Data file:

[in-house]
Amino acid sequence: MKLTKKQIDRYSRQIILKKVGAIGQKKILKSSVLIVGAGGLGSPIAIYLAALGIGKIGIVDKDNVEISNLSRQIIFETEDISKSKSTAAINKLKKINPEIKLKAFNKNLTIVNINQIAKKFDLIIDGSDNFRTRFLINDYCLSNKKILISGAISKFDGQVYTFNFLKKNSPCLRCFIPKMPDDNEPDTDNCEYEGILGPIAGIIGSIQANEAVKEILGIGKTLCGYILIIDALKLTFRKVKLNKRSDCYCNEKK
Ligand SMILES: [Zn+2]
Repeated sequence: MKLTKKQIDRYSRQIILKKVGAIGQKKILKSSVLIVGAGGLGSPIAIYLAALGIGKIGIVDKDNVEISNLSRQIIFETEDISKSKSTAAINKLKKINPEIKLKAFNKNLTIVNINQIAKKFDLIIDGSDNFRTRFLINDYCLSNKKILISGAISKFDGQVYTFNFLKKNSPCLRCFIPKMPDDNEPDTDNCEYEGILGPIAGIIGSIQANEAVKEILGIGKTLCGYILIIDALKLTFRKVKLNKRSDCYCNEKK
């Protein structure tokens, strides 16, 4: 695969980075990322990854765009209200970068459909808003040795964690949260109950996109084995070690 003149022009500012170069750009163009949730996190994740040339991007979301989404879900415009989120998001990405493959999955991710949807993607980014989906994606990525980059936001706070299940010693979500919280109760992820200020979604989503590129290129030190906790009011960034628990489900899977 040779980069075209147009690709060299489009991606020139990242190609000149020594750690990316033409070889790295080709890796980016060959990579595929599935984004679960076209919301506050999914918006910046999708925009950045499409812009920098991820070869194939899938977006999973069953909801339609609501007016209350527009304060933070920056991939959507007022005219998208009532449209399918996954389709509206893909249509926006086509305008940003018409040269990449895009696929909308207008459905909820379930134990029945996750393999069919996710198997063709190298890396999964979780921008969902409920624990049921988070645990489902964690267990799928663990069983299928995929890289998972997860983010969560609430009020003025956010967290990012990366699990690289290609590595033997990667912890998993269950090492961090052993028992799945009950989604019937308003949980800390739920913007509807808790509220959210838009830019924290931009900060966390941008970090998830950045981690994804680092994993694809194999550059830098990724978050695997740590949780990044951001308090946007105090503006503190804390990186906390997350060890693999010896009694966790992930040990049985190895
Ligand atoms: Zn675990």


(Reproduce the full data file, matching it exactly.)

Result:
[in-house]
Amino acid sequence: MKLTKKQIDRYSRQIILKKVGAIGQKKILKSSVLIVGAGGLGSPIAIYLAALGIGKIGIVDKDNVEISNLSRQIIFETEDISKSKSTAAINKLKKINPEIKLKAFNKNLTIVNINQIAKKFDLIIDGSDNFRTRFLINDYCLSNKKILISGAISKFDGQVYTFNFLKKNSPCLRCFIPKMPDDNEPDTDNCEYEGILGPIAGIIGSIQANEAVKEILGIGKTLCGYILIIDALKLTFRKVKLNKRSDCYCNEKK
Ligand SMILES: [Zn+2]
Repeated sequence: MKLTKKQIDRYSRQIILKKVGAIGQKKILKSSVLIVGAGGLGSPIAIYLAALGIGKIGIVDKDNVEISNLSRQIIFETEDISKSKSTAAINKLKKINPEIKLKAFNKNLTIVNINQIAKKFDLIIDGSDNFRTRFLINDYCLSNKKILISGAISKFDGQVYTFNFLKKNSPCLRCFIPKMPDDNEPDTDNCEYEGILGPIAGIIGSIQANEAVKEILGIGKTLCGYILIIDALKLTFRKVKLNKRSDCYCNEKK
């Protein structure tokens, strides 16, 4: 695969980075990322990854765009209200970068459909808003040795964690949260109950996109084995070690 003149022009500012170069750009163009949730996190994740040339991007979301989404879900415009989120998001990405493959999955991710949807993607980014989906994606990525980059936001706070299940010693979500919280109760992820200020979604989503590129290129030190906790009011960034628990489900899977 040779980069075209147009690709060299489009991606020139990242190609000149020594750690990316033409070889790295080709890796980016060959990579595929599935984004679960076209919301506050999914918006910046999708925009950045499409812009920098991820070869194939899938977006999973069953909801339609609501007016209350527009304060933070920056991939959507007022005219998208009532449209399918996954389709509206893909249509926006086509305008940003018409040269990449895009696929909308207008459905909820379930134990029945996750393999069919996710198997063709190298890396999964979780921008969902409920624990049921988070645990489902964690267990799928663990069983299928995929890289998972997860983010969560609430009020003025956010967290990012990366699990690289290609590595033997990667912890998993269950090492961090052993028992799945009950989604019937308003949980800390739920913007509807808790509220959210838009830019924290931009900060966390941008970090998830950045981690994804680092994993694809194999550059830098990724978050695997740590949780990044951001308090946007105090503006503190804390990186906390997350060890693999010896009694966790992930040990049985190895
Ligand atoms: Zn675990």